Our last blog post discussed the new SACN guidelines from July 2015 regarding carbohydrates and health. One of the recommendations in this was the need to increase dietary fibre in the healthy population.

There is quite a leap in the recommendation from 18g, which the last National Diet and Nutrition Survey showed we were not meeting, to 30g a day. It appears as a nation we don’t have the fibre-love! We should however, as the SACN report states a reduced risk of cardiovascular disease and colo-rectal disease with the more dietary fibre we eat.

Mr Vegetable

Other Key Recommendations

  • There was evidence to suggest a link between higher consumption of vegetable fibre and a reduced incidence of coronary events but this was not seen with fibre from fruit.
  • A higher consumption of cereal fibre (bran, wholewheat & wholegrain for example) was also linked to a reduced incidence of coronary events, type 2 diabetes and colo-rectal cancer.

A Little More About Fibre

Fibre can be broadly classified into two types:

Insoluble Fibre – this does not dissolve in water and is not digested by the gut. It passes through relatively unchanged and therefore adds bulk to your stool. This fibre also speeds up transit time and consuming foods rich in insoluble fibre can help with constipation. You can find insoluble fibre in vegetables and foods containing whole grains, such a wholemeal bread, wholemeal pasta and cereals.

Soluble Fibre – this attracts water and forms a gel, which slows down digestion. This can help you feel full and potentially help with weight loss. Soluble fibre is also thought to help lower LDL (bad) cholesterol by interfering with it’s absorption. Soluble fibre is found in oats, nuts and fruits such as apples, pears, strawberries and blueberries.

Banana and raisin flapjack

Some Facts and Figures

We are not meeting the old recommendations for dietary fibre intake and as the new SACN report increases the target, we do have some work to do. It is possible to get to 30g of dietary fibre a day but it may mean making some small changes to your diet. The table below shows some basic swaps and ways to do this:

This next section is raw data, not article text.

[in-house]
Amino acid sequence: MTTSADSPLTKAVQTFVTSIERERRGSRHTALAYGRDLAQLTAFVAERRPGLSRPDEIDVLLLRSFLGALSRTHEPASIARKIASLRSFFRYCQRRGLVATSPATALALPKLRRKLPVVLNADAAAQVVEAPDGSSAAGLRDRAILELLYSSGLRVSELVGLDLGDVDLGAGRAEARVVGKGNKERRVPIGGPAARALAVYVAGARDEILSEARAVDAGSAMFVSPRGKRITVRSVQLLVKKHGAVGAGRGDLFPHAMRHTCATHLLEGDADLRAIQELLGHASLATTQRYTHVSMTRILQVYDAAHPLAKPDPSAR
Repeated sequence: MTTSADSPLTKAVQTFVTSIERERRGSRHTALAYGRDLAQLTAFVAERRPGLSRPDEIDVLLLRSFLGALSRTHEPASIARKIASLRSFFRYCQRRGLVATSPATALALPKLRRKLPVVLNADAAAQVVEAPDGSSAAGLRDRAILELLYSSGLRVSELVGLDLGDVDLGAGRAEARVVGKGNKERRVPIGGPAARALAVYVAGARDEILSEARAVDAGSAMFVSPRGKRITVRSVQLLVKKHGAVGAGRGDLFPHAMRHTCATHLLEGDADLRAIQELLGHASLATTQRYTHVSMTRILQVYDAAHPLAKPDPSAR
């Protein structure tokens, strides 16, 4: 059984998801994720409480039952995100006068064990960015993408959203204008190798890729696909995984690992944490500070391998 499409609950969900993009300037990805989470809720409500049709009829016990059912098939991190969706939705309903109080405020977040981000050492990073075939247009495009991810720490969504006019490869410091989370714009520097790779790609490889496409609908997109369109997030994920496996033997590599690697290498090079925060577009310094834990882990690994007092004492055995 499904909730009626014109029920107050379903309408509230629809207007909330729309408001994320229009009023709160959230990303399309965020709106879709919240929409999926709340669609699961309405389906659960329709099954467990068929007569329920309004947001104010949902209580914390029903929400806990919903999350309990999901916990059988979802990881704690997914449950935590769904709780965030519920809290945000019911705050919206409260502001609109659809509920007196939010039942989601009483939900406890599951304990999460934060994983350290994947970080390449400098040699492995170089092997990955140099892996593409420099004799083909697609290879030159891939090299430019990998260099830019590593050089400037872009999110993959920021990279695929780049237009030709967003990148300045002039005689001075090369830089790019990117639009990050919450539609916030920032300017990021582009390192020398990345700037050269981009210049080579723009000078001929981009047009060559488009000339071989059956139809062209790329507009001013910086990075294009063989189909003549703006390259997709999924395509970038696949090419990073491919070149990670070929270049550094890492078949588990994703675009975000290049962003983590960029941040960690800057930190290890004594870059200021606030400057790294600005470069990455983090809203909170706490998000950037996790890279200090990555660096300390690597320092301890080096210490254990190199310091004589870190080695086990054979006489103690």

QuantityFoodFibre Content  (g)SwapFibre Content (g)
1 sliceWhite Bread1Wholemeal bread2.7
75g uncookedWhite Pasta2Wholemeal Pasta5.7
75g uncookedWhite Rice long grain0.5Brown Rice1.4
1 pittaWhite Pitta Bread1.8Wholemeal Pitta Bread3.7
1 sliceWholemeal bread2.7Granary Bread3.4
1 crackerCream Cracker x 10.3Ryvita (original) x 11.7
1 medium (180g)Jacket potato (no skin)1.5Jacket potato (skin)3.8
½ can (200g)Tinned Spaghetti1.0Baked Beans7.7
30gCornflakes0.9Bran Flakes3.9
1Packet of Crisps1.1Almonds (25g)3

How Can I get 30g of Fibre into my Daily Diet?

Like any dietary change, it will be tricky to go from nothing to all and increasing fibre into your diet may need to be built up slowly. However, below is a meal plan showing how it is possible to meet the new recommendations. The table does not go into full details but shows the main sources of fibre:

Day 1

Breakfast
FoodQuantityFibre Content (g)
Granary Toast2 slices7.4
Peanut Butter15g1.0
Mid-Morning Snack
Almonds25g3.0
Lunch
Ryvita Crackers with soft cheese35.1
Crudites 1 carrot, 1/2 a pepper3.0
Mid-Afternoon Snack
Banana1 medium3.1
Evening Meal
Portion of meat and vegetable bolognaise300g 2.5
Wholemeal Pasta75g (uncooked)5.7

Total Fibre Consumed – 30.8g

Day 2

Breakfast
FoodQuantityFibre Content (g)
Porridge oats40g3.6
Raisins 30g1.0
Mid-Morning Snack
Apple1 average3.6
Lunch
Egg Sandwich on Granary Bread2 slices7.4
Cherry tomatoes51.0
Raspberries and plain yoghurt40g raspberries2.5
Mid-Afternoon Snack
Brazil nuts52.0
Evening Meal
Bean Chilli300g15
Brown Rice75g (uncooked)1.4

Total Fibre Consumed – 37.5g

Extra Tips

  • Increase the amount of fibre into your diet gradually. Like any dietary changes it may take some time and you may need to get your body used to the increase.
  • Think wholemeal and wholegrain, a rainbow of fruit and vegetables, nuts and beans – this is where you will find a good source of fibre.
  • Increasing fibre in your diet will go hand in hand with healthy eating. You may find your diet generally improves and you feel better and even lose some weight.
  • Drink plenty of fluids; a sharp rise in fibre intake without this may lead to some discomfort and constipation.
  • If you have any medical conditions that affect your bowel speak with your GP, Consultant or Dietitian before making any changes to the fibre content in your diet.